Some people on the sidelines of the alternative or digital currency phenomenon may be able to relate to one of the songs made famous by Johnny Cash and the Grateful Dead, on separate occasions, that is. The song title is Big River, and the first lines are:
Now I taught the weeping willow how to cry,
And I showed the clouds how to cover up a clear blue sky.
And the tears that I cried for that woman are gonna flood you Big River.
Then I’m gonna sit right here until I die.
The Man in Black performed Big River in his final performance back in 2003. Today, the opening line of the song may sum up the feelings of folks who have yet to invest directly or indirectly in what is known as digital ledger technology (DLT) otherwise known as blockchain technology.
One of the direct methods is in buying a currency such as bitcoin. This is not for the faint of heart. Since I last wrote on this topic here, bitcoin skyrocketed up to nearly $20,000 and just recently was trading for less than half that price. Today, it is dancing around the $12,000 mark.
Predictions about the future of digital currencies abound. Some believe that they will crash and eventually become worthless. Some critics go so far as to liken it to the tulip craze of early 1700s that ended badly. A more apt comparison, in my view, can be made to the dot.com era of the late 1990s which ended in the tech crash of 1999. However, it’s also important to note that while there were many tech companies that did not survive the bust, there were others that did and made early investors shed tears of joy.
Today, there are some who believe that the price of bitcoin will rise to $25,000 or more with some calling for $100,000. Now that could buy a lot of tulips!
Jamie Dimon, CEO of JP Morgan Chase, was one of the highest profile critics of bitcoin last year calling it a fraud at one point while being among those who used the $100,000 price target. Ironically, as bitcoin continued its ascent, the estimated combined value of bitcoin surpassed that of Dimon’s bank. Ouch!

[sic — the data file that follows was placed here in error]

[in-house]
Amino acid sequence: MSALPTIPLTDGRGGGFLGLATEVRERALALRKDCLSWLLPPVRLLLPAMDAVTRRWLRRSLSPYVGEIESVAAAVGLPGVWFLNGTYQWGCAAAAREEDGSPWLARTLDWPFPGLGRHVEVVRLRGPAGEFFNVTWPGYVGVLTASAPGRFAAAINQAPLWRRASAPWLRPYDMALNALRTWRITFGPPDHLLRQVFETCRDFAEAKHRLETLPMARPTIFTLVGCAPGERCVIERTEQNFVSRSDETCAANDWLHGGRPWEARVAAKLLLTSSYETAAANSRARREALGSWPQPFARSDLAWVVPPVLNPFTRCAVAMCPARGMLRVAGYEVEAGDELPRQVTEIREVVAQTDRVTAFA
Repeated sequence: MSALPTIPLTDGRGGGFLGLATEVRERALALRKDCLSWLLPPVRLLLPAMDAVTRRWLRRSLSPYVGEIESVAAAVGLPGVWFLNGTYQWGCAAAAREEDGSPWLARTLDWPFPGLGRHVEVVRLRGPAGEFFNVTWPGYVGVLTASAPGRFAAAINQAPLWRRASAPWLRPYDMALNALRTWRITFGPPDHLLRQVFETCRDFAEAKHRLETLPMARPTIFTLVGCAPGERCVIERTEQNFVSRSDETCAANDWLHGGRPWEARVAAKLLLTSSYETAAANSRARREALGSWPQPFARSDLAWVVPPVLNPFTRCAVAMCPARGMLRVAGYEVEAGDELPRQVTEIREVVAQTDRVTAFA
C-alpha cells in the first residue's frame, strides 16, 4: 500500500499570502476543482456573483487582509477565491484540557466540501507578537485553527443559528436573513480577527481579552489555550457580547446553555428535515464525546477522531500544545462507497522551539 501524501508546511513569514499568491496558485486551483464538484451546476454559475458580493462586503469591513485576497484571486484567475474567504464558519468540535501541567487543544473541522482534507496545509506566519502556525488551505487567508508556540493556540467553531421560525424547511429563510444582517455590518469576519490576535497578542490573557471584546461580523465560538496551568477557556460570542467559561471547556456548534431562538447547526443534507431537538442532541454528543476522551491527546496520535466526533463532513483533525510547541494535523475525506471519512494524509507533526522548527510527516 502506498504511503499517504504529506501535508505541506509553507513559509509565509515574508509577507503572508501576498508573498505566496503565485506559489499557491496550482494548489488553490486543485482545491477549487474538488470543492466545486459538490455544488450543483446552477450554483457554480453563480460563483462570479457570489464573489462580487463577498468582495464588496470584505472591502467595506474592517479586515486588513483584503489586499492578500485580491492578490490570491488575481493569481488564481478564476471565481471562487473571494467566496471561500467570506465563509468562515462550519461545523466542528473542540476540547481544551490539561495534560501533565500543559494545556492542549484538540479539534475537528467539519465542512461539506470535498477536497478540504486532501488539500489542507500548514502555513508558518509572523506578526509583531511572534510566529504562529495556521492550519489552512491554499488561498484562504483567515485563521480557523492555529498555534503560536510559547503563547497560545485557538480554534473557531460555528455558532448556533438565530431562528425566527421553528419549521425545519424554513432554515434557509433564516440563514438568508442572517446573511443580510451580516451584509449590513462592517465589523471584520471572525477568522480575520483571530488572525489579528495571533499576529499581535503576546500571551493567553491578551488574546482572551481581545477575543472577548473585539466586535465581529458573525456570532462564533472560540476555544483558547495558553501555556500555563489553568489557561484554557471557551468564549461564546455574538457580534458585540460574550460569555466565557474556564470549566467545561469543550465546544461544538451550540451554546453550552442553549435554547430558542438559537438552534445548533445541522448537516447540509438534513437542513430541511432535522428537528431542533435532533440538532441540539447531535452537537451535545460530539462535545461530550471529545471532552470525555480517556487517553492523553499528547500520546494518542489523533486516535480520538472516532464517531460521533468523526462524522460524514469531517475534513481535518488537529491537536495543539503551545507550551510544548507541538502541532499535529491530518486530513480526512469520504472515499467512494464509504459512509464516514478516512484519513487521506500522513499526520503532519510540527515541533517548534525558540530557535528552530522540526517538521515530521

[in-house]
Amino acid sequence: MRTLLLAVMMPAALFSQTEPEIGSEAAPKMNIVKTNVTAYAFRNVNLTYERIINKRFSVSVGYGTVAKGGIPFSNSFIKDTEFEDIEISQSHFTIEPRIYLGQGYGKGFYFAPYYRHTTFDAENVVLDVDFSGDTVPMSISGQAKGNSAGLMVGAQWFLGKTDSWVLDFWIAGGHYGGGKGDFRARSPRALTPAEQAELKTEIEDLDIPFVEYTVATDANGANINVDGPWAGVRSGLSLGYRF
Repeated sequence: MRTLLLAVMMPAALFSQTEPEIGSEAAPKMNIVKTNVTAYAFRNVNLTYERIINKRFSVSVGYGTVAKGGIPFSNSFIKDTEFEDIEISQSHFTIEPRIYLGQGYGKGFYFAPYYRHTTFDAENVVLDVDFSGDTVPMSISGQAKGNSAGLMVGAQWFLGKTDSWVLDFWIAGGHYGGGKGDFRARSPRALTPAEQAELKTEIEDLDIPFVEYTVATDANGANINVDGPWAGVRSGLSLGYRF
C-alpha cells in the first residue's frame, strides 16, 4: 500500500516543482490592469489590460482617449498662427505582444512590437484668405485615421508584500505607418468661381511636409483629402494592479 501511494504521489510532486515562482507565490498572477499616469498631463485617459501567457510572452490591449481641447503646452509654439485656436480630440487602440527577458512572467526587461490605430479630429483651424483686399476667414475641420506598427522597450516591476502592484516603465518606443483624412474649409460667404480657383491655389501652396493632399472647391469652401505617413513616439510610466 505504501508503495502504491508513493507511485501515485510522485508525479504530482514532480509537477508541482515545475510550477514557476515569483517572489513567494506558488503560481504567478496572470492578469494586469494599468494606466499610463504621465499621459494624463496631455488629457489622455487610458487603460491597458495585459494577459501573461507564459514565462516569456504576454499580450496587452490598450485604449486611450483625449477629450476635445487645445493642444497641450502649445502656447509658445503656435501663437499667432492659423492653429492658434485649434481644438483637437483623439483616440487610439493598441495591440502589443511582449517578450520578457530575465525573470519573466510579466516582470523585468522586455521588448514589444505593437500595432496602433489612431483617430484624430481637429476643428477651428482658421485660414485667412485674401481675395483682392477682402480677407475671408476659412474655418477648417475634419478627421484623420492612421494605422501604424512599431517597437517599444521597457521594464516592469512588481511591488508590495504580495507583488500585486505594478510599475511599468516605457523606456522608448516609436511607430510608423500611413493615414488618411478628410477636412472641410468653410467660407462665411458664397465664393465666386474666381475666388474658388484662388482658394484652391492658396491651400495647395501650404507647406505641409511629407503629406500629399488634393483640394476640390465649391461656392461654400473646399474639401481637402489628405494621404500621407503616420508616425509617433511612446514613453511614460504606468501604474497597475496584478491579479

Shortly after the New Year, Dimon told Fox Business that he regretted calling bitcoin a “fraud” and then went on to make this observation: “The blockchain is real,” Dimon said according to a Newsweek report. “You can have cryptodollars in yen and stuff like that. ICOs [initial coin offerings], you got to look at every one individually.”
Meanwhile, Bloomberg reported that Dimon’s bank as well as Citigroup and Goldman Sachs, in what was termed a Wall Street win for blockchain technology, “completed a successful six-month test in the $2.8 trillion equity swaps market” using blockchain technology.
My advice to savvy business leaders is to be open-minded to the use of blockchain technology in their businesses and industries. Likewise, if you have and R&D department, be sure it’s on their radar screen.
Disclosure: I own crypto currencies as well as shares in DLT-oriented companies. Note that I am not a broker-dealer, stock market or investment advisor, nor your financial nanny.
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